“What have people used to successfully address feather picking behaviour in birds? (Apart from going to an avian vet).
I don’t mean something that prevents them from feather picking, but something that actually addressed the habit.
What was the approach used?
What has worked for you or someone you know?”
When I was working as an avian/exotic behavioral modifier for parrots the primary issue I encountered were severe feather plucking cases.
I’m assuming since you don’t want answers for preventing plucking, you’re ruling out sprays, collars, etc. If you’d like more information on the most effective physical preventatives, let me know/message me and I can provide more info.
In any case, the most effective preventative measures are environmental and emotional solutions. That being said, feather plucking can be extremely hard to treat, depending on factors such as breed, age, trauma/stress factors, sex, etc.
Before I get into any solutions it’s important to understand how these factor in, and the triggers behind, plucking. Here is a good website with a full background on what defines plucking, treatment, and so forth:
I’ve summarized a few key points below:
- There are both medical and non-medical causes for feather picking. So this is where “going to an avian vet” factors in. You first need to rule out the major medical causes:changes in hormone levels, external and internal parasites, malnutrition, internal disease, and bacterial or fungal infections of the skin and/or feather follicles. You also need to rule out (preening and molting–but it’s pretty obvious when plucking has become an obsessive, damaging/balding habit).
- The non-medical causes are psychological and/or stress related:
- Captive birds endure stress not experienced by their wild counterparts. Captivity, malnutrition, solitary living, absence of a mate with which to fulfill courtship rituals and mating needs cause significant stress, in addition to stress associated with confinement within a home (noise, confusion, presence of other pets, such as dogs or cats, which represent potential predators to caged birds).
- Birds–especially parrots– are highly intelligent and require a great deal of visual, auditory, and tactile stimulation. They rely on highly developed vision to seek out food based on color, communication, smell, etc. When under-stimulated they tend to find ways to “occupy their minds” by creating OCD like behaviors.
- Because they are creatures of habit, changes (large or small) in their environment or in their established routine can often create stress. This stress often results in obsessive, introverted behavior (plucking). This is also what makes them hard to treat–once stuck in a routine or any bad habit, they can become fixated and extremely hard to “reprogram”.
That being said, here are some changes you can make in their lives/environments that I have found to be the most helpful:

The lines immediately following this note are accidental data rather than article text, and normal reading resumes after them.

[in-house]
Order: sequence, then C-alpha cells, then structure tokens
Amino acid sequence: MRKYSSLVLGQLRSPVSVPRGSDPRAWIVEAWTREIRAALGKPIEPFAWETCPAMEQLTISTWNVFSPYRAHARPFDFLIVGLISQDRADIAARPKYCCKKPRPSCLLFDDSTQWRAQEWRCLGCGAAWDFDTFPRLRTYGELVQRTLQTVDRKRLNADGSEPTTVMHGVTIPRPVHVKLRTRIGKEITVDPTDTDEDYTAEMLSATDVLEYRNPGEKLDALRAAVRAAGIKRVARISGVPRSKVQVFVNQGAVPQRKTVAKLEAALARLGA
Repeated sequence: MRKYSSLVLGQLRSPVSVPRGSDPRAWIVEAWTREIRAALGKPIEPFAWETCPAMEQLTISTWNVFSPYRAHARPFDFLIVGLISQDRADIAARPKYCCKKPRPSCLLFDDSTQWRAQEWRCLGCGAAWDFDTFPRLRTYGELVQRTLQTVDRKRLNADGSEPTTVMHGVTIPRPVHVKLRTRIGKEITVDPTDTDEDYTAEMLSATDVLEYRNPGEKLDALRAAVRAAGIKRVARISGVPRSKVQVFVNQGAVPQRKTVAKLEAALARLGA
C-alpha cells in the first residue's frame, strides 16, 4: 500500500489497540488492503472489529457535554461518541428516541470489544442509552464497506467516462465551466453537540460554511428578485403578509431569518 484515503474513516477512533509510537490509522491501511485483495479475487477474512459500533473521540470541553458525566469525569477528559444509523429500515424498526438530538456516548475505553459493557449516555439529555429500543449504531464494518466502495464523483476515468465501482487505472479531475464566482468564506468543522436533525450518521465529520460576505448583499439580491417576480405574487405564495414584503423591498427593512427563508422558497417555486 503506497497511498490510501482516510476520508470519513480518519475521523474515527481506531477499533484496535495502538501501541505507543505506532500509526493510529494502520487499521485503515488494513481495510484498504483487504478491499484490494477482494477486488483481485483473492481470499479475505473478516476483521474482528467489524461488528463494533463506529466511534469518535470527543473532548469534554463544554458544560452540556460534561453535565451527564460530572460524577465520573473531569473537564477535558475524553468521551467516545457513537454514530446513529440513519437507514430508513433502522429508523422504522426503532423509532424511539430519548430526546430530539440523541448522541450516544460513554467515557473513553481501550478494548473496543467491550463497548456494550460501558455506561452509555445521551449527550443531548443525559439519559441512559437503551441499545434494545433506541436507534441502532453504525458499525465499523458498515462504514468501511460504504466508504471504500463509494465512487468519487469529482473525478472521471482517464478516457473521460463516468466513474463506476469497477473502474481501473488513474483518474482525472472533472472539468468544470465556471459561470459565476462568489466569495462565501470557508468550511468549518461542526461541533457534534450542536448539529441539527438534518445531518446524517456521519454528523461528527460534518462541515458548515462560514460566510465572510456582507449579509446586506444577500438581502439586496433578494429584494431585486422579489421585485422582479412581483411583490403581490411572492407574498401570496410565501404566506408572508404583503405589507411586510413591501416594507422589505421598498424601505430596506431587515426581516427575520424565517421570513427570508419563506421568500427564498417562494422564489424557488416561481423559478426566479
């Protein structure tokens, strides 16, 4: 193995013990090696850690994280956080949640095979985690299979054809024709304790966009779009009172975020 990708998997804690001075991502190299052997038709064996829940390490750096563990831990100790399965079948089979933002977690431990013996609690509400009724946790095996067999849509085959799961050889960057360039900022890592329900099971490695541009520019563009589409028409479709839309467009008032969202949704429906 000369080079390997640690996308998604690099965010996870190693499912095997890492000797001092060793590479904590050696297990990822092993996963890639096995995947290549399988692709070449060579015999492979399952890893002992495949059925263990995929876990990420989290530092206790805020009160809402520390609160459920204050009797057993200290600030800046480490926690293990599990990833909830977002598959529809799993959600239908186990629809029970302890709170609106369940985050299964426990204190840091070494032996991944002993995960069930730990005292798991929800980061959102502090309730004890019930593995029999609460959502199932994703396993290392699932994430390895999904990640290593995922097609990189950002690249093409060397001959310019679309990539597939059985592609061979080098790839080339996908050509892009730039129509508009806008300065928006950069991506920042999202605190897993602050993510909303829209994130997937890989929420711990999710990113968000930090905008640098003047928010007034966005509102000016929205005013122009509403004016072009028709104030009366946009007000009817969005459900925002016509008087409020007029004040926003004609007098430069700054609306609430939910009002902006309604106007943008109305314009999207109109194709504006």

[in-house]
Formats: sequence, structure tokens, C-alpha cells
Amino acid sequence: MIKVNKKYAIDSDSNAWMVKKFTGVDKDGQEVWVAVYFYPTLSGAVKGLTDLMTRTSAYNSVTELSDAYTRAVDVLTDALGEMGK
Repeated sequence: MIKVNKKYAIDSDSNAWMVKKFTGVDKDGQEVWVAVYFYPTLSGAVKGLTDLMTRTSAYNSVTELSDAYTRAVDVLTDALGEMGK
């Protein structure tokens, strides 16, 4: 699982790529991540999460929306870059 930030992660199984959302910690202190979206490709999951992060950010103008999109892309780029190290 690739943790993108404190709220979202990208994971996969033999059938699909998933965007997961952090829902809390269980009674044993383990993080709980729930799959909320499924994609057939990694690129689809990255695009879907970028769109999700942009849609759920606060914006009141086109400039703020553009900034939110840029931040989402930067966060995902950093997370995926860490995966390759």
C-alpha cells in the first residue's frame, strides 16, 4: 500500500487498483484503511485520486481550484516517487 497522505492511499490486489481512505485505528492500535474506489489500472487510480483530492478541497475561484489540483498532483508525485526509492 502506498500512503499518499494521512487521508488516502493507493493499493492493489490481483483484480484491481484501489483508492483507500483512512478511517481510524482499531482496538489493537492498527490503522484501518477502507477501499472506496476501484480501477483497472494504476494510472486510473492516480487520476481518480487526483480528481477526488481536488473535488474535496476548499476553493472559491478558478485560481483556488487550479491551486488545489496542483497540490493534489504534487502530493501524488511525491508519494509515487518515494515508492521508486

- Changing location of the birds cage and perch. Sometimes a more private area they can retreat to creates a more mellow safe space. This depends on the type of bird, however.
- “For example, a feather picking African gray parrot (normally shy and suspicious) might be better off in a more private and secluded area of the house than in a heavily trafficked and noisy locale. By contrast, an umbrella cockatoo (docile, affectionate, gregarious) that lives in relative isolation and that has begun to feather pick might be better off in a very public area of the house. If a feather picker lives in a very small cage or has limited living space, it might be beneficial to provide a larger cage or a more spacious living environment.”
- Rest. Some may not be receiving adequate or healthy sleep cycles. This has to do with the former–they may not have a safe space totally hidden from view they feel they can relax in. This may also have to do with light.
- Light. Birds need full spectrum lighting. You can purchase the proper UV light bulb based on species at a petstore. Here’s a link with info:
- Bathing or misting a feather picker on a daily or otherwise regular basis may be beneficial because wetting the feathers encourages normal preening behavior. The hope is that the bird will spend more time conditioning the plumage and less time chewing on the feathers or pulling them out.
*I’ve noticed that some tropical birds also deeply enjoy being “misted.” This was THE MOST helpful thing I did with the Eclectus parrots, as they love to take rain “showers” in the wild and found it extremely fun and soothing. They were cured within months.
- -Providing a wide variety of food. Along with their regular diet, incorporate colorful and varied foods and/or treats. Emphasis should be placed on foods that require some time and effort to eat (non-shelled walnuts and other nuts, string beans, snow peas, macaroni and cheese) and those representing a variety of colors, shapes, sizes and textures.
- –Toys, toys, toys! Pet stores have a lot of great options, (chains, bells, rawhide and hardwood pieces, colorful rope, mirrors, hard rubber toys) but toys do not have to be expensive and store bought. The important thing is a wide variety. Get creative! You can use cardboard boxes with holes, strings, twine/rope, paper bags, or other durable safe materials with treats placed inside that are hard to reach.
- Appliances (radio, tape recorder, television, etc) that stimulate the bird’s other senses should also be considered and provided
*Most importantly: toys should stimulate and hold the bird’s interest as much as possible and should require physical activity (large rope to climb on, etc). It is important to provide natural objects that a bird can investigate, chew up, and rip apart.
*Last, if the case is very severe, I do recommend seeing a vet about anti-anxiety meds to help treat the bird in addition to everything above.